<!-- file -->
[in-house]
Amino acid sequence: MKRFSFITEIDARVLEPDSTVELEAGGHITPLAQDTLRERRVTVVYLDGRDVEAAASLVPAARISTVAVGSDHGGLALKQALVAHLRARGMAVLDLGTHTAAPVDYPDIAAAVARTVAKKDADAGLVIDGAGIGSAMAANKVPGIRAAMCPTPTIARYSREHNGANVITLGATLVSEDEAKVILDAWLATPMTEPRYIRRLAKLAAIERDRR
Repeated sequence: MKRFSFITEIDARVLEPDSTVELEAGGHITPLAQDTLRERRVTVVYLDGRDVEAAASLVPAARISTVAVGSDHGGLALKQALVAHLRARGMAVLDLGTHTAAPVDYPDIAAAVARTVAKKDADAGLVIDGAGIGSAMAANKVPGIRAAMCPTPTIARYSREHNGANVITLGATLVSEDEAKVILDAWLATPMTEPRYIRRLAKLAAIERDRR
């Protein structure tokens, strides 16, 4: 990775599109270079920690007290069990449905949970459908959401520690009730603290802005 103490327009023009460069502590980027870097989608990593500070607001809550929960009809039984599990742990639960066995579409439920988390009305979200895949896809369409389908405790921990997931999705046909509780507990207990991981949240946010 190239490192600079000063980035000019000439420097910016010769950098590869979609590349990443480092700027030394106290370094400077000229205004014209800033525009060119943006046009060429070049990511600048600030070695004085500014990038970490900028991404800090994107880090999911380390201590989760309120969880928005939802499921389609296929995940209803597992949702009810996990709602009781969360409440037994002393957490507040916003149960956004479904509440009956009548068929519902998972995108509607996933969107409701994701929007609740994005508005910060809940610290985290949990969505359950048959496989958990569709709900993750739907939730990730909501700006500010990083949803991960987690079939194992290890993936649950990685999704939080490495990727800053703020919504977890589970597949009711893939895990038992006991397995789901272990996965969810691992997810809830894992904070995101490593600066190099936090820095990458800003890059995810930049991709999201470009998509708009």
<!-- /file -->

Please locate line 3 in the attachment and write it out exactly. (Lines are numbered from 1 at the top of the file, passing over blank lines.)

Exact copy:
Repeated sequence: MKRFSFITEIDARVLEPDSTVELEAGGHITPLAQDTLRERRVTVVYLDGRDVEAAASLVPAARISTVAVGSDHGGLALKQALVAHLRARGMAVLDLGTHTAAPVDYPDIAAAVARTVAKKDADAGLVIDGAGIGSAMAANKVPGIRAAMCPTPTIARYSREHNGANVITLGATLVSEDEAKVILDAWLATPMTEPRYIRRLAKLAAIERDRR